• Thomas H. Coape-Arnold v. Director, Environmental Management Act

    Decision Date:
    File Numbers:
    Decision Numbers:
    Third Party:
    Pinnacle Renewable Energy Inc., Third Party


     Decision Date: November 6, 2017

    Panel: Alan Andison

    Keywords: Environmental Management Act – ss. 16, 100(1); permit amendment; air emissions; application to strike grounds for appeal

    Thomas H. Coape-Arnold appealed a decision of the Director, Environmental Management Act (the “Director”), Ministry of Environment, to amend an air emissions permit (the “Amendment”) held by Pinnacle Renewable Energy Inc. (“Pinnacle”) for its woodpellet manufacturing plant (the “Plant”) located in Lavington, approximately 15 kilometres east of Vernon, BC.

    In December 2014, the Ministry issued a permit allowing Pinnacle to discharge contaminants to the air from its new wood pellet manufacturing plant. The permit was jointly appealed by three individuals including Mr. Coape-Arnold (the “2015 Appeal”). They appealed the permit on various grounds, one of which was that the decision-maker failed to consider the emission of volatile organic compounds (“VOCs”) from the Plant. Before that appeal was heard, the Director applied to strike that particular ground of appeal. However, the appeal was resolved by mediation, and the application to strike was never adjudicated by the Board. Thereafter, the Plant operated under the permit, and its emissions were subject to repeated testing.

    On an unknown date, Pinnacle applied to amend the permit to discontinue a requirement that air be recirculated through dryers. It requested the amendment to address corrosion issues and a safety issue that presented a fire risk. The Director granted the Amendment, and he included further conditions/requirements on his own initiative.

    Mr. Coape-Arnold appealed the Amendment. His Notice of Appeal listed seven grounds for appeal, with a detailed explanation for each ground and the remedies sought.

    As a preliminary matter, the Director applied to the Board to “read-down” one ground for appeal in the Notice of Appeal, and to strike two grounds. The Director argued that ground 1 should be read-down to make it clear that this ground only applied to any “increase” in “specific” VOCs resulting from the Amendment. The Director applied to strike grounds 3 and 7 in their entirety. He submitted that ground 3 raised compliance issues that were outside of the Board’s jurisdiction in this appeal. He also submitted that ground 7, which alleged that documents were removed from a public Ministry database for a period of time for no apparent reason, was irrelevant to the Amendment, and there was no indication that Mr. Coape-Arnold was personally aggrieved by the removal of the documents; rather, the Ministry re-posted the documents at his request.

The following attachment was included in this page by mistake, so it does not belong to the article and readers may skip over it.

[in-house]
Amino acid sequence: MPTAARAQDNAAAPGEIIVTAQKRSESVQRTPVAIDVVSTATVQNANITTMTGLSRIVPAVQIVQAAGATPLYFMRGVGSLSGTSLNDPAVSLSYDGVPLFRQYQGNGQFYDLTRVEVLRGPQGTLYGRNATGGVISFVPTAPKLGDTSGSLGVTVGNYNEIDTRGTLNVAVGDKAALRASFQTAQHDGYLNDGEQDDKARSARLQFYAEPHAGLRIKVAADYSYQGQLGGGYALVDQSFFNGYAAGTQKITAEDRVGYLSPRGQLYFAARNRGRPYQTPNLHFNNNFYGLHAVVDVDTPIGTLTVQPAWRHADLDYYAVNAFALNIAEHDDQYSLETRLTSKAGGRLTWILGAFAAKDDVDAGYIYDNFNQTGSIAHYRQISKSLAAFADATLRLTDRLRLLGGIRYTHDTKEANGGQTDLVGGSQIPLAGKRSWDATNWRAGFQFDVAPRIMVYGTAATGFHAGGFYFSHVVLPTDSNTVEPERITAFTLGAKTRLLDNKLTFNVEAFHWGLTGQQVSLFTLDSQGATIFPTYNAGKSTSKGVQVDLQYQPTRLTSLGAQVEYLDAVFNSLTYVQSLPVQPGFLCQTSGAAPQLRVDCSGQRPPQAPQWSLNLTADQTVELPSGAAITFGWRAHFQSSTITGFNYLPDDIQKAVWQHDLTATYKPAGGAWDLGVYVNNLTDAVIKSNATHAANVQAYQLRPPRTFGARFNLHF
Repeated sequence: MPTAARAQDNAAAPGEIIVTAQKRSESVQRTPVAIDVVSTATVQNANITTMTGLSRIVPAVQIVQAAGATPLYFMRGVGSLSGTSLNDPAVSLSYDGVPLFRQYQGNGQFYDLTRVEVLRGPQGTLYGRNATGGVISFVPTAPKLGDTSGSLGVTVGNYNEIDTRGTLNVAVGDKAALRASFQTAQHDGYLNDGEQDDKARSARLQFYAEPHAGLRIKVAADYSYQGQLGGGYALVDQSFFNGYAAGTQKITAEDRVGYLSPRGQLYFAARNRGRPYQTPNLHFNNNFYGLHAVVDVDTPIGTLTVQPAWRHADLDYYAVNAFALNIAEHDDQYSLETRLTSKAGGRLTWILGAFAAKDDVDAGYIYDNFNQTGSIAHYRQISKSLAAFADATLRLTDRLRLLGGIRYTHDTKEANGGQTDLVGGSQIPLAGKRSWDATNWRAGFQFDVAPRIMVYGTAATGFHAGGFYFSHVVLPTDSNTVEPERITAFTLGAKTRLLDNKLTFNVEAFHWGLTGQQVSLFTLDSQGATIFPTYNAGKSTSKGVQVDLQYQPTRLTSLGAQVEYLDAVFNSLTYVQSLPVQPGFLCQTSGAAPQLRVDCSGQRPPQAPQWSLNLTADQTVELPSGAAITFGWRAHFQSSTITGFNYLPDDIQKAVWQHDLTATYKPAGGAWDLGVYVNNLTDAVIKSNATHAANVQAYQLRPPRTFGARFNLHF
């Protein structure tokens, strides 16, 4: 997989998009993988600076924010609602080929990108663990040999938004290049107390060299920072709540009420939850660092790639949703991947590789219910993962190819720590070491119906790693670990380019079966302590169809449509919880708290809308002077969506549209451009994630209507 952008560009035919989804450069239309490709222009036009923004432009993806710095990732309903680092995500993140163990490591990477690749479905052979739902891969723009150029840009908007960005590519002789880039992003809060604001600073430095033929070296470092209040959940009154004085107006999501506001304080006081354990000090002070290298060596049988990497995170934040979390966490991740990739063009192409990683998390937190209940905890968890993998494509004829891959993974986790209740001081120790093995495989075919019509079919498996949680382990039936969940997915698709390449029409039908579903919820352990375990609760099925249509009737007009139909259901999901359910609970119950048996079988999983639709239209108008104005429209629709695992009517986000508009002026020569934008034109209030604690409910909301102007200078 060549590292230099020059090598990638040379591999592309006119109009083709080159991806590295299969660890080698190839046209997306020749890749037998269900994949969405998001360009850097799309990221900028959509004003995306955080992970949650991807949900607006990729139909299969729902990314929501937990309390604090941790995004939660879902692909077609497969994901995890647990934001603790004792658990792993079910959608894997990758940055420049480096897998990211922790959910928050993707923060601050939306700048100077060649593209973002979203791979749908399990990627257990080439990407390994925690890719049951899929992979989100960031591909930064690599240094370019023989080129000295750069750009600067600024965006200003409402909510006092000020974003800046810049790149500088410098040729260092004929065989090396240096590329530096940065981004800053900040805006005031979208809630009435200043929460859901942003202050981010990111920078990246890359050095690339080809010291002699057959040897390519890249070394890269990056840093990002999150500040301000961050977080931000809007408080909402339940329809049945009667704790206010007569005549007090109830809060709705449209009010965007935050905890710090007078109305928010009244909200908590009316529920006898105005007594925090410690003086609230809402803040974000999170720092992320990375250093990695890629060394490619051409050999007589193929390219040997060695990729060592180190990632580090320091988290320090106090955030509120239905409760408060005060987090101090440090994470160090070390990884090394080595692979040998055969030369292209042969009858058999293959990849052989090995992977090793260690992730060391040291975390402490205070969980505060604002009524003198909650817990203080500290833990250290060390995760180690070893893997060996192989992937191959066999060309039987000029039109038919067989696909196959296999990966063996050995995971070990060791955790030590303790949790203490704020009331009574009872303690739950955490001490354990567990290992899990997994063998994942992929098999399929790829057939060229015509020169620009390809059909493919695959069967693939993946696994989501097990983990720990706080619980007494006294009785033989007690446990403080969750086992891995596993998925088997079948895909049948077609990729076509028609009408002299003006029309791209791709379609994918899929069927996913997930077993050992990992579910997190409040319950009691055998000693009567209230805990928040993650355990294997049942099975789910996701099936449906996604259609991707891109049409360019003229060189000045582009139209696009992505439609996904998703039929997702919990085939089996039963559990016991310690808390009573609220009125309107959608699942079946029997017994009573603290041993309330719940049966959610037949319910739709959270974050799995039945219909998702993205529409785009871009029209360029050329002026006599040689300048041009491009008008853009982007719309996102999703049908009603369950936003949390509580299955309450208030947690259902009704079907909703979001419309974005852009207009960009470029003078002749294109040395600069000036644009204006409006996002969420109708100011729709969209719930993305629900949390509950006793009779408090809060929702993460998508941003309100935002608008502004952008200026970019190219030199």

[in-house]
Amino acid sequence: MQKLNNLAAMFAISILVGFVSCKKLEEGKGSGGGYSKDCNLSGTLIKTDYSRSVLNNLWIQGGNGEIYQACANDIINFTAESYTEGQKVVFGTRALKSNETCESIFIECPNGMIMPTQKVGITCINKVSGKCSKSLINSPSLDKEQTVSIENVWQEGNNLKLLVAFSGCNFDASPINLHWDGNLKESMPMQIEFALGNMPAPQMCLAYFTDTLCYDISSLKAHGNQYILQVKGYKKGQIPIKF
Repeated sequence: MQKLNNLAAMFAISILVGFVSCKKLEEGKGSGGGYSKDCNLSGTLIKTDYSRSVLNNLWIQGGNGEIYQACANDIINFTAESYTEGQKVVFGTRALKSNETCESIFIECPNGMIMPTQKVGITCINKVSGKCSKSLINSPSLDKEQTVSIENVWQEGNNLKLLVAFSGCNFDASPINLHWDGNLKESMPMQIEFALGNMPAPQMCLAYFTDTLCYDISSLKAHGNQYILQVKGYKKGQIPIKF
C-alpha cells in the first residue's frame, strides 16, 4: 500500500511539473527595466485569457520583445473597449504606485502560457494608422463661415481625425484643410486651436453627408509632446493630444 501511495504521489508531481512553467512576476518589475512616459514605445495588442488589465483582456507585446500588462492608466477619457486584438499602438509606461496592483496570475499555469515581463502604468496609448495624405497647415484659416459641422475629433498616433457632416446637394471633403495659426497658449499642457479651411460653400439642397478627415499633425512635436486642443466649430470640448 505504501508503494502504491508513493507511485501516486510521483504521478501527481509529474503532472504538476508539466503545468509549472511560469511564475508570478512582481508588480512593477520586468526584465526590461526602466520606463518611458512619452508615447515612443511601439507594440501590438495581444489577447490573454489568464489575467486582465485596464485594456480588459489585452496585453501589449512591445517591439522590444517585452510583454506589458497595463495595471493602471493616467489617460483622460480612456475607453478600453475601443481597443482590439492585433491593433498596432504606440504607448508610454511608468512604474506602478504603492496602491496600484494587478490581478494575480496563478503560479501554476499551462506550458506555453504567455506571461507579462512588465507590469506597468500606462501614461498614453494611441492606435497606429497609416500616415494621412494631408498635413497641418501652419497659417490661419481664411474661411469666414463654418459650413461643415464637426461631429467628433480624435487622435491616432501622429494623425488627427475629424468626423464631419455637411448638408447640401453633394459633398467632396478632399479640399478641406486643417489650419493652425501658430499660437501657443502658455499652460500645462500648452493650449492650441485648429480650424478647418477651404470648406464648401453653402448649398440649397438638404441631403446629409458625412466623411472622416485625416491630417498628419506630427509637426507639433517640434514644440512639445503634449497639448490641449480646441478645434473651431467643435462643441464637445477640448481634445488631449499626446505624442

In deciding whether to grant the Director’s application, the Board applied the test it had used in previous cases; namely, whether, on a generous reading, it was plain and obvious that the ground for appeal was beyond the Board’s jurisdiction. The Board applied that test to each ground for appeal that the Director asked to be read down or struck. The Board noted that the appeal of the Amendment did not invite a wholesale review of the original decision to issue the permit, or the terms and conditions of that permit. The grounds for appealing the Amendment must relate to, and be limited to, the Amendment.

    Regarding the request to read down ground 1, the Board found that this ground should be amended to specify that it only related to “increases” in VOCs arising from the Amendment. The Board also found that the remedy requested in relation to ground 1 should be read down such that it only applied to increases in VOCs resulting from the Amendment.

    Regarding the request to strike ground 3, the Board found that, on a generous reading, this ground was plainly and obviously beyond the Board’s jurisdiction. This ground focused on the original permit and a concern that the Ministry did not enforce the terms of that permit. Those matters were beyond the Board’s jurisdiction in the appeal of the Amendment, and it was also beyond the Board’s jurisdiction to determine whether the Ministry should conduct an investigation or pursue enforcement actions.

    Regarding the request to strike ground 7, the Board found that nothing in this ground for appeal related to the Amendment. The main focus of the ground was on the documents posted on the Ministry’s website, and the length of time they ought to remain there. While that may be a matter of general public interest, it was not a matter that fell within the scope of the appeal. The Board concluded that, even on a generous reading, this ground for appeal was plainly and obviously beyond the Board’s jurisdiction.

    Consequently, the Board granted the Director’s application to read down one ground for appeal, and strike two grounds for appeal.